The school district (LEA) must conduct a “full and individual” evaluation before the initial provision of special education and related services to a child with a disability. 34 C.F.R (a) Parents or school officials (i.e. LEA, SEA) may initiate a request for a special education evaluation. 20 U.S.C. 1414(a)(1), 34 C.F.R (b). The initial evaluation must be conducted within 60 calendar days of receiving parental consent (or pursuant to a different State timeline). 20 U.S.C.1414(a)(1)(C), 34 C.F.R (c).
LEA must use a variety of assessment tools and strategies; LEA may not use any single measure or assessment as the sole criterion for eligibility; o IEP team must review existing evaluation data, including: o Information provided by the parents, o Current assessments and classroom observations. 20 U.S.C. 1414(b) and(c).
Additional Data Needed (needed assessments and evaluations are identified) to discover: o Whether the child is a “child with a disability”; o The child’s educational needs; o The child’s present levels of academic achievement and related developmental needs; o The child’s need for special education and related services; and o Whether any additions or modifications to the special education and related services are needed to enable the child to meet the measurable annual goals set out in the child’s IEP to participate, as appropriate, in the general education curriculum
Ensure that tests and evaluation materials are administered by trained and knowledgeable personnel and are administered consistent with any instructions provided by the producer of the tests; Ensure that assessments and other evaluation materials include those tailored to assess specific areas of educational need and not merely those that are designed to provide a single general intelligence quotient; Ensure that assessments are selected and administered so as best to ensure that the results accurately reflect the child’s aptitude or achievement level or whatever other factors the test purports to measure, rather than reflecting the child’s impaired sensory, manual or speaking skills (unless those skills are the factors that the test purports to measure);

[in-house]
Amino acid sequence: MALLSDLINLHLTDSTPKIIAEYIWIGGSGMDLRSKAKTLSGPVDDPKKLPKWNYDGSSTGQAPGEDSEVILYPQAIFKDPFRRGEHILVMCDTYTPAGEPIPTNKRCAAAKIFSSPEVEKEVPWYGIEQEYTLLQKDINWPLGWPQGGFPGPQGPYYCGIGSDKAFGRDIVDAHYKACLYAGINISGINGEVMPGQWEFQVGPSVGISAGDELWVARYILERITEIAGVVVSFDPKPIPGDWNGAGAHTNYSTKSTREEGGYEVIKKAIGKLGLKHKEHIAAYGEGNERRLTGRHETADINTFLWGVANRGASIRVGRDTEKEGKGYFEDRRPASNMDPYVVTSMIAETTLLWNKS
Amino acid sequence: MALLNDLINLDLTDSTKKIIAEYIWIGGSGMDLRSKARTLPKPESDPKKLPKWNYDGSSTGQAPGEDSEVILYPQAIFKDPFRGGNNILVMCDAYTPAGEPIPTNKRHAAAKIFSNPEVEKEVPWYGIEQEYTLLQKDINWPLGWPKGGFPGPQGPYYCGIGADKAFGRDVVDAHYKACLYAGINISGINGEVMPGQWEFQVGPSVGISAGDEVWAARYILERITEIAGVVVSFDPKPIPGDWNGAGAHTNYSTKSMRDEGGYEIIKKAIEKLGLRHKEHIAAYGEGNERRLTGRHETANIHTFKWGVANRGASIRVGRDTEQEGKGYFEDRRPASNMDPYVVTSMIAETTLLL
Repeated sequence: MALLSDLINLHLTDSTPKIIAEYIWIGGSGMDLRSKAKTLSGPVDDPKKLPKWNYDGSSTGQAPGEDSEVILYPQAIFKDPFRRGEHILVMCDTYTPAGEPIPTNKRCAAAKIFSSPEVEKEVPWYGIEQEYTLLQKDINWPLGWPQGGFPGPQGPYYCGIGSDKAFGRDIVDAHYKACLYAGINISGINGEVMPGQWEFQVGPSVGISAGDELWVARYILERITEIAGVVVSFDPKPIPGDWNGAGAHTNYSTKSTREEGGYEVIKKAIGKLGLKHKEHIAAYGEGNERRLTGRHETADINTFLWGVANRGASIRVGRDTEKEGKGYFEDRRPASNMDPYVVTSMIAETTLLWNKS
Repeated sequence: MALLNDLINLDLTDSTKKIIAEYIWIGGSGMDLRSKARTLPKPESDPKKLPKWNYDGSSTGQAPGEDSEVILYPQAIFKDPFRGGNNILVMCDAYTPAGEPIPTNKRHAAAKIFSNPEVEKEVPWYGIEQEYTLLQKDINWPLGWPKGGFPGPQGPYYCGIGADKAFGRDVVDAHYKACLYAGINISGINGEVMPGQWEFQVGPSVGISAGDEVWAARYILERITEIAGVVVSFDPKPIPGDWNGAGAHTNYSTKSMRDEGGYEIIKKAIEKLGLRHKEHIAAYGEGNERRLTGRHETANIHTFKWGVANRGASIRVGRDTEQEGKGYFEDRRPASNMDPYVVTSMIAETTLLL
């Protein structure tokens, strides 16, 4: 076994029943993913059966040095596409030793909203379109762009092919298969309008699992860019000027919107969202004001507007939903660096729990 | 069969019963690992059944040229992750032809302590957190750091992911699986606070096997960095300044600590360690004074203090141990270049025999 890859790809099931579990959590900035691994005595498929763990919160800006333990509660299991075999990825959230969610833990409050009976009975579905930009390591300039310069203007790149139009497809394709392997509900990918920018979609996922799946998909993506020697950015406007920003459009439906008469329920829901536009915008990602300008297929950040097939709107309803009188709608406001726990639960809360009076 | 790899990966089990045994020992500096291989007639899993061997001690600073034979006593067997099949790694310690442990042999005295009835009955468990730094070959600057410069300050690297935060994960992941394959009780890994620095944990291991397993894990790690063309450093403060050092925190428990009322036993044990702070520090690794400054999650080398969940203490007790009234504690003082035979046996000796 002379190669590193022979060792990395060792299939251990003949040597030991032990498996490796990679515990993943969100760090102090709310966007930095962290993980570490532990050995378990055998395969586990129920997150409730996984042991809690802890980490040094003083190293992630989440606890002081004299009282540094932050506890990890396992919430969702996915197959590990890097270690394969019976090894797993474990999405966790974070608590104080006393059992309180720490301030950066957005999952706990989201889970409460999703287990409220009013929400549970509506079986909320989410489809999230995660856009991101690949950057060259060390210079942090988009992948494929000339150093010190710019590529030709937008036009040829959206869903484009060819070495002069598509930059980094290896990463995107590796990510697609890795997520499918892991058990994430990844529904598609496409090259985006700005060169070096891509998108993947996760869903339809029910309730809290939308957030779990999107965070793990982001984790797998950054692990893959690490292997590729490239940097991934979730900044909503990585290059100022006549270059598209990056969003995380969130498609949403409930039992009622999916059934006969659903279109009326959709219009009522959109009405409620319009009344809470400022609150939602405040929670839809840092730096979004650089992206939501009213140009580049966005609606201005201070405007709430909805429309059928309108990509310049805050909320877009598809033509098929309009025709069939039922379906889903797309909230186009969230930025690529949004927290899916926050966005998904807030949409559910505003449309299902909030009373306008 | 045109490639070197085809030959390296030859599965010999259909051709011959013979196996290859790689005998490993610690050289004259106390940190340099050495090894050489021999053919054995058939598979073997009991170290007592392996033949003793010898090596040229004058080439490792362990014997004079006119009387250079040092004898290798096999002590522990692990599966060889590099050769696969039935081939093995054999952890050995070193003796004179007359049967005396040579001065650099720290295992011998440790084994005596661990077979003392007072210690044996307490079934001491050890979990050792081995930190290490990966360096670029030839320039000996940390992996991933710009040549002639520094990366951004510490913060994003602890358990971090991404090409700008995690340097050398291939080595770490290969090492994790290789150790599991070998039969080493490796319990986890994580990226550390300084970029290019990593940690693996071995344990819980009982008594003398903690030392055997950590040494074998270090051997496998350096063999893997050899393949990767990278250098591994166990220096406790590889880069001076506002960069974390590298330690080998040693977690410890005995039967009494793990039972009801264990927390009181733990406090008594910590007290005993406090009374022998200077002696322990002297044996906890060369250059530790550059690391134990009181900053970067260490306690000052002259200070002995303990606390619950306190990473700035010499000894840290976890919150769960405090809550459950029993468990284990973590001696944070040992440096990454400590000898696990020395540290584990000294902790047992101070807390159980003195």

Ensure that tests or other evaluation materials are selected and administered so as not to be discriminatory on a racial or cultural basis; Ensure that tests or other evaluation materials are provided and administered in the child’s native language or other mode of communication and in the form most likely to yield accurate information on what the child knows and can do academically, developmentally and functionally, unless it is clearly not feasible to do so; Ensure that tests and other evaluation materials are used for purposes for which the assessments or measures are valid and reliable;
Assessment and other Evaluation Measures to Produce the Data
Virtually all eligibility codes require decision in three key areas. Does the child’s condition: 1. Have at least one listed disability 2. Adversely affect educational performance, and 3. By reason thereof, does he or she require special education.